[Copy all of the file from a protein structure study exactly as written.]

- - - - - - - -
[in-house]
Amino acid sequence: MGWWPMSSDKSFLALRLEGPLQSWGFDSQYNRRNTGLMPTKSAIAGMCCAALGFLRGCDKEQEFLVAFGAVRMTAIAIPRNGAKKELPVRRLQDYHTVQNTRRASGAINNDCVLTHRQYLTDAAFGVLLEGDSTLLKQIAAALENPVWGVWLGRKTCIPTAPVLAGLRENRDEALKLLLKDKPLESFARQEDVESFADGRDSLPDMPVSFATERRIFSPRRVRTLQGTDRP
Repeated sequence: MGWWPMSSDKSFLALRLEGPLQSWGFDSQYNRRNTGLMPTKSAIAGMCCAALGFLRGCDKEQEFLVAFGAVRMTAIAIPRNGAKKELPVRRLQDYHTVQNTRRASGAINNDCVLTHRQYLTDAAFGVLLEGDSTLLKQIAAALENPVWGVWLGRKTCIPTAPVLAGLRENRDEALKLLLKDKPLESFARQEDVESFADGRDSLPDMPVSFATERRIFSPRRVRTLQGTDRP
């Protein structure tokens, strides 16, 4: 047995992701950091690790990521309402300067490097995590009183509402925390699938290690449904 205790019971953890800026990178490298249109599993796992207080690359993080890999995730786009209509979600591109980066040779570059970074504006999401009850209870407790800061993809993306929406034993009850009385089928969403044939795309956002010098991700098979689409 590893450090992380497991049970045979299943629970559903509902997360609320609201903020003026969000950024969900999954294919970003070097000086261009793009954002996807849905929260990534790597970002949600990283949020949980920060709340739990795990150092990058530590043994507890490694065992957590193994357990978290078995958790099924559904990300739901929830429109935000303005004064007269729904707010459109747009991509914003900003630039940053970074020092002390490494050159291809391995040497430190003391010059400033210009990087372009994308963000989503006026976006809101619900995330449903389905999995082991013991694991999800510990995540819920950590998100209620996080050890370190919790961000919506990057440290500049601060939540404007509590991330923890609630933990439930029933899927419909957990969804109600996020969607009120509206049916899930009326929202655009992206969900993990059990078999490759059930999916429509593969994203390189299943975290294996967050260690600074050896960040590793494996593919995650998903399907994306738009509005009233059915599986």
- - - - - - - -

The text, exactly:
[in-house]
Amino acid sequence: MGWWPMSSDKSFLALRLEGPLQSWGFDSQYNRRNTGLMPTKSAIAGMCCAALGFLRGCDKEQEFLVAFGAVRMTAIAIPRNGAKKELPVRRLQDYHTVQNTRRASGAINNDCVLTHRQYLTDAAFGVLLEGDSTLLKQIAAALENPVWGVWLGRKTCIPTAPVLAGLRENRDEALKLLLKDKPLESFARQEDVESFADGRDSLPDMPVSFATERRIFSPRRVRTLQGTDRP
Repeated sequence: MGWWPMSSDKSFLALRLEGPLQSWGFDSQYNRRNTGLMPTKSAIAGMCCAALGFLRGCDKEQEFLVAFGAVRMTAIAIPRNGAKKELPVRRLQDYHTVQNTRRASGAINNDCVLTHRQYLTDAAFGVLLEGDSTLLKQIAAALENPVWGVWLGRKTCIPTAPVLAGLRENRDEALKLLLKDKPLESFARQEDVESFADGRDSLPDMPVSFATERRIFSPRRVRTLQGTDRP
């Protein structure tokens, strides 16, 4: 047995992701950091690790990521309402300067490097995590009183509402925390699938290690449904 205790019971953890800026990178490298249109599993796992207080690359993080890999995730786009209509979600591109980066040779570059970074504006999401009850209870407790800061993809993306929406034993009850009385089928969403044939795309956002010098991700098979689409 590893450090992380497991049970045979299943629970559903509902997360609320609201903020003026969000950024969900999954294919970003070097000086261009793009954002996807849905929260990534790597970002949600990283949020949980920060709340739990795990150092990058530590043994507890490694065992957590193994357990978290078995958790099924559904990300739901929830429109935000303005004064007269729904707010459109747009991509914003900003630039940053970074020092002390490494050159291809391995040497430190003391010059400033210009990087372009994308963000989503006026976006809101619900995330449903389905999995082991013991694991999800510990995540819920950590998100209620996080050890370190919790961000919506990057440290500049601060939540404007509590991330923890609630933990439930029933899927419909957990969804109600996020969607009120509206049916899930009326929202655009992206969900993990059990078999490759059930999916429509593969994203390189299943975290294996967050260690600074050896960040590793494996593919995650998903399907994306738009509005009233059915599986």